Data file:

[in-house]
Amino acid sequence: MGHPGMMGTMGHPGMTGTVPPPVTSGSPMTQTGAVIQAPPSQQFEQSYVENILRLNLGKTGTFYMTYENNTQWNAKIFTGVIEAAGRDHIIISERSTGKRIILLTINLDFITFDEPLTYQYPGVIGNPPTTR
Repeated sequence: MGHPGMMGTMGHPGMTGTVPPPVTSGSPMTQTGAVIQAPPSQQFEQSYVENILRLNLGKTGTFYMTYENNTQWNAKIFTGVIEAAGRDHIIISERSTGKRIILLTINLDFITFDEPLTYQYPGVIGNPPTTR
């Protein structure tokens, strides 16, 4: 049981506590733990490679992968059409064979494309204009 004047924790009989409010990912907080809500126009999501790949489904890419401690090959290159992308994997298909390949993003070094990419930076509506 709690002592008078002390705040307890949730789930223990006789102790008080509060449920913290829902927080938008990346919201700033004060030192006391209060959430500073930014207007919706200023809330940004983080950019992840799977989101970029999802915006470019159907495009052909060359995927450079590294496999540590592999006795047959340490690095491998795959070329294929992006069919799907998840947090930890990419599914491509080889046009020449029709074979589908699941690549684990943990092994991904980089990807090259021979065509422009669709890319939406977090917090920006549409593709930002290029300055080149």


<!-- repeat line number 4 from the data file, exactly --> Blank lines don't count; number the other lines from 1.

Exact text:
């Protein structure tokens, strides 16, 4: 049981506590733990490679992968059409064979494309204009 004047924790009989409010990912907080809500126009999501790949489904890419401690090959290159992308994997298909390949993003070094990419930076509506 709690002592008078002390705040307890949730789930223990006789102790008080509060449920913290829902927080938008990346919201700033004060030192006391209060959430500073930014207007919706200023809330940004983080950019992840799977989101970029999802915006470019159907495009052909060359995927450079590294496999540590592999006795047959340490690095491998795959070329294929992006069919799907998840947090930890990419599914491509080889046009020449029709074979589908699941690549684990943990092994991904980089990807090259021979065509422009669709890319939406977090917090920006549409593709930002290029300055080149």